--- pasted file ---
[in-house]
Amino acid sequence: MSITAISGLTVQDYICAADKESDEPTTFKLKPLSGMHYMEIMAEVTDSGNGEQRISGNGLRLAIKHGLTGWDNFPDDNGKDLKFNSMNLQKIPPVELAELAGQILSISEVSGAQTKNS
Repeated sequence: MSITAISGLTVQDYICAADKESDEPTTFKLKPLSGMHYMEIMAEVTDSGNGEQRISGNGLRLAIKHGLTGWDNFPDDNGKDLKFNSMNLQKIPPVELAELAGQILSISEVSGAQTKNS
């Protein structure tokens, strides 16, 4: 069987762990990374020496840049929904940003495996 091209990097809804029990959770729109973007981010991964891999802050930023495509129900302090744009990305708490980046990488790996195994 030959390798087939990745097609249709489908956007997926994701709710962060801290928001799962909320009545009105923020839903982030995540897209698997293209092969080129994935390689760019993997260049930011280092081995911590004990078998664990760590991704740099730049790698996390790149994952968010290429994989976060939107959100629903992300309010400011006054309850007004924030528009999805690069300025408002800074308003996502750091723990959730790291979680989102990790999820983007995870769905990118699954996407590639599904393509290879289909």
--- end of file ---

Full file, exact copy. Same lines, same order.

[in-house]
Amino acid sequence: MSITAISGLTVQDYICAADKESDEPTTFKLKPLSGMHYMEIMAEVTDSGNGEQRISGNGLRLAIKHGLTGWDNFPDDNGKDLKFNSMNLQKIPPVELAELAGQILSISEVSGAQTKNS
Repeated sequence: MSITAISGLTVQDYICAADKESDEPTTFKLKPLSGMHYMEIMAEVTDSGNGEQRISGNGLRLAIKHGLTGWDNFPDDNGKDLKFNSMNLQKIPPVELAELAGQILSISEVSGAQTKNS
């Protein structure tokens, strides 16, 4: 069987762990990374020496840049929904940003495996 091209990097809804029990959770729109973007981010991964891999802050930023495509129900302090744009990305708490980046990488790996195994 030959390798087939990745097609249709489908956007997926994701709710962060801290928001799962909320009545009105923020839903982030995540897209698997293209092969080129994935390689760019993997260049930011280092081995911590004990078998664990760590991704740099730049790698996390790149994952968010290429994989976060939107959100629903992300309010400011006054309850007004924030528009999805690069300025408002800074308003996502750091723990959730790291979680989102990790999820983007995870769905990118699954996407590639599904393509290879289909």